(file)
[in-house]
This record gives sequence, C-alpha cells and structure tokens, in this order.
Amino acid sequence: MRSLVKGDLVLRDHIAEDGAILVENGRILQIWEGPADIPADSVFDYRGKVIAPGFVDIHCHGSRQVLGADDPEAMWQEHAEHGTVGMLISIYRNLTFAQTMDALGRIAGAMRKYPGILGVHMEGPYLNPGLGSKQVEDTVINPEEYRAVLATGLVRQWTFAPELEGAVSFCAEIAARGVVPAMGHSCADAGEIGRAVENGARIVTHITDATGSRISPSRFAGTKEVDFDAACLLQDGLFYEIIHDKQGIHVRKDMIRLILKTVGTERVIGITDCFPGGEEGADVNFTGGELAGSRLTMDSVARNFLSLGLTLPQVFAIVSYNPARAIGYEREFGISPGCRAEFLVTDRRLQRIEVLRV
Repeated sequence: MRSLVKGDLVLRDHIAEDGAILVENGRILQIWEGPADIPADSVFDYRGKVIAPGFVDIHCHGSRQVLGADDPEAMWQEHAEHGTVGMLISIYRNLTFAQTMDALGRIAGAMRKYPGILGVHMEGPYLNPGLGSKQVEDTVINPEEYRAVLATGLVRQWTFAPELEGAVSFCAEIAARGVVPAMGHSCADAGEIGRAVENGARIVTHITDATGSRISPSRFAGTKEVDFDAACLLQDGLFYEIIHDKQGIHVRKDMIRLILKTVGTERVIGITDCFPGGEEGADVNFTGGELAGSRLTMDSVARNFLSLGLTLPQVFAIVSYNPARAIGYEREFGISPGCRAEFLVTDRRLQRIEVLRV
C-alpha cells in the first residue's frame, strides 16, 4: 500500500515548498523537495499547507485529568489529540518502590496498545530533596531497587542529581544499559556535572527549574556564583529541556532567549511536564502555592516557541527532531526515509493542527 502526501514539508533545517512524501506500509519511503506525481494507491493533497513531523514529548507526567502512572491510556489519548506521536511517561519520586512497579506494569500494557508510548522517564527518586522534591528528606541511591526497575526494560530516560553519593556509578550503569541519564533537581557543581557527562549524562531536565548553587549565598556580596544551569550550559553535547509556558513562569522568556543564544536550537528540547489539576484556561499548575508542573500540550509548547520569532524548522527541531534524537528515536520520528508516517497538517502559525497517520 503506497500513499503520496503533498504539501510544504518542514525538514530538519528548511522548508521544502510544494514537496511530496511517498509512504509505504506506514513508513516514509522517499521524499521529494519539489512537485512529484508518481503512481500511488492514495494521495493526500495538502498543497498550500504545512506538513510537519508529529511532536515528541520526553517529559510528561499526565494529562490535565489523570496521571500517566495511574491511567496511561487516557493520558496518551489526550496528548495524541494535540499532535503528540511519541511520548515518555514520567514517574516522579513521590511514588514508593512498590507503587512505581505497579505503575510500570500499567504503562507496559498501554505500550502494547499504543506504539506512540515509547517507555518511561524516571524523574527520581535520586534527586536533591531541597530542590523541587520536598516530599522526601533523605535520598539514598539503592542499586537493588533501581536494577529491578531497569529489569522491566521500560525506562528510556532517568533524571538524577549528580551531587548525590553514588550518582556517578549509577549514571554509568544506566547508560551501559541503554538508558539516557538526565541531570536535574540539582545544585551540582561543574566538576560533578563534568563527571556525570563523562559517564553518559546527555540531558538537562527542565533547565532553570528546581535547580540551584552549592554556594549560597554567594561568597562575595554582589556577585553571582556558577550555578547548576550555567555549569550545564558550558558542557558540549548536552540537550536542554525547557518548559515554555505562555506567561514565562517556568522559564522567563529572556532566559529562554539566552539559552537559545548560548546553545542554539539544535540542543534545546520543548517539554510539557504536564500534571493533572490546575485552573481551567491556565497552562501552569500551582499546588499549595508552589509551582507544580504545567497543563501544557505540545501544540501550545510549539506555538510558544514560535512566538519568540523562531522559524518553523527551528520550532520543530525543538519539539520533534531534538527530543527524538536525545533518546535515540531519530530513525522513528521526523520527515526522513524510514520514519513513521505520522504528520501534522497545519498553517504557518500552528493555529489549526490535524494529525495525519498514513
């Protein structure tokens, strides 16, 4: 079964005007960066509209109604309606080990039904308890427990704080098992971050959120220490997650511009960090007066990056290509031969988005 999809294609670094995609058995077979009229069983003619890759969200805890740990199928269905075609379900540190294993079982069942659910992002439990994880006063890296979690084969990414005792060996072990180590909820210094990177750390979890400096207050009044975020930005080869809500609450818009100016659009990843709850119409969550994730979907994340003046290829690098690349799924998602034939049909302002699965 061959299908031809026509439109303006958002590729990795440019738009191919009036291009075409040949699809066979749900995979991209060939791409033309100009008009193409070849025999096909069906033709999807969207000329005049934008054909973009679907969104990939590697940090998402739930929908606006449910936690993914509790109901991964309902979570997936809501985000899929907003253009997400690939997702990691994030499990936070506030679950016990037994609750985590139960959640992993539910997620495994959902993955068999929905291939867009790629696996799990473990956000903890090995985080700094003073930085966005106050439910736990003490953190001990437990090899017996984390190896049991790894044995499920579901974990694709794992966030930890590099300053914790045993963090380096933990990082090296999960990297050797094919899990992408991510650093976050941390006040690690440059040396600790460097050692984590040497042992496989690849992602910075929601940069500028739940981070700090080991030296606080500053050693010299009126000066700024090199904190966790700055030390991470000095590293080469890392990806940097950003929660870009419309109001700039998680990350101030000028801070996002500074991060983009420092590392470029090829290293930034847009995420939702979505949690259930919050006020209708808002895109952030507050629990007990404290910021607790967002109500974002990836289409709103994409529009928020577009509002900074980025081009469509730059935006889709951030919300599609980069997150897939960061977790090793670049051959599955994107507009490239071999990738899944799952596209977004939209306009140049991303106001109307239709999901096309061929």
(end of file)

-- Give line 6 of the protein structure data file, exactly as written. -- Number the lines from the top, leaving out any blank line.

């Protein structure tokens, strides 16, 4: 079964005007960066509209109604309606080990039904308890427990704080098992971050959120220490997650511009960090007066990056290509031969988005 999809294609670094995609058995077979009229069983003619890759969200805890740990199928269905075609379900540190294993079982069942659910992002439990994880006063890296979690084969990414005792060996072990180590909820210094990177750390979890400096207050009044975020930005080869809500609450818009100016659009990843709850119409969550994730979907994340003046290829690098690349799924998602034939049909302002699965 061959299908031809026509439109303006958002590729990795440019738009191919009036291009075409040949699809066979749900995979991209060939791409033309100009008009193409070849025999096909069906033709999807969207000329005049934008054909973009679907969104990939590697940090998402739930929908606006449910936690993914509790109901991964309902979570997936809501985000899929907003253009997400690939997702990691994030499990936070506030679950016990037994609750985590139960959640992993539910997620495994959902993955068999929905291939867009790629696996799990473990956000903890090995985080700094003073930085966005106050439910736990003490953190001990437990090899017996984390190896049991790894044995499920579901974990694709794992966030930890590099300053914790045993963090380096933990990082090296999960990297050797094919899990992408991510650093976050941390006040690690440059040396600790460097050692984590040497042992496989690849992602910075929601940069500028739940981070700090080991030296606080500053050693010299009126000066700024090199904190966790700055030390991470000095590293080469890392990806940097950003929660870009419309109001700039998680990350101030000028801070996002500074991060983009420092590392470029090829290293930034847009995420939702979505949690259930919050006020209708808002895109952030507050629990007990404290910021607790967002109500974002990836289409709103994409529009928020577009509002900074980025081009469509730059935006889709951030919300599609980069997150897939960061977790090793670049051959599955994107507009490239071999990738899944799952596209977004939209306009140049991303106001109307239709999901096309061929």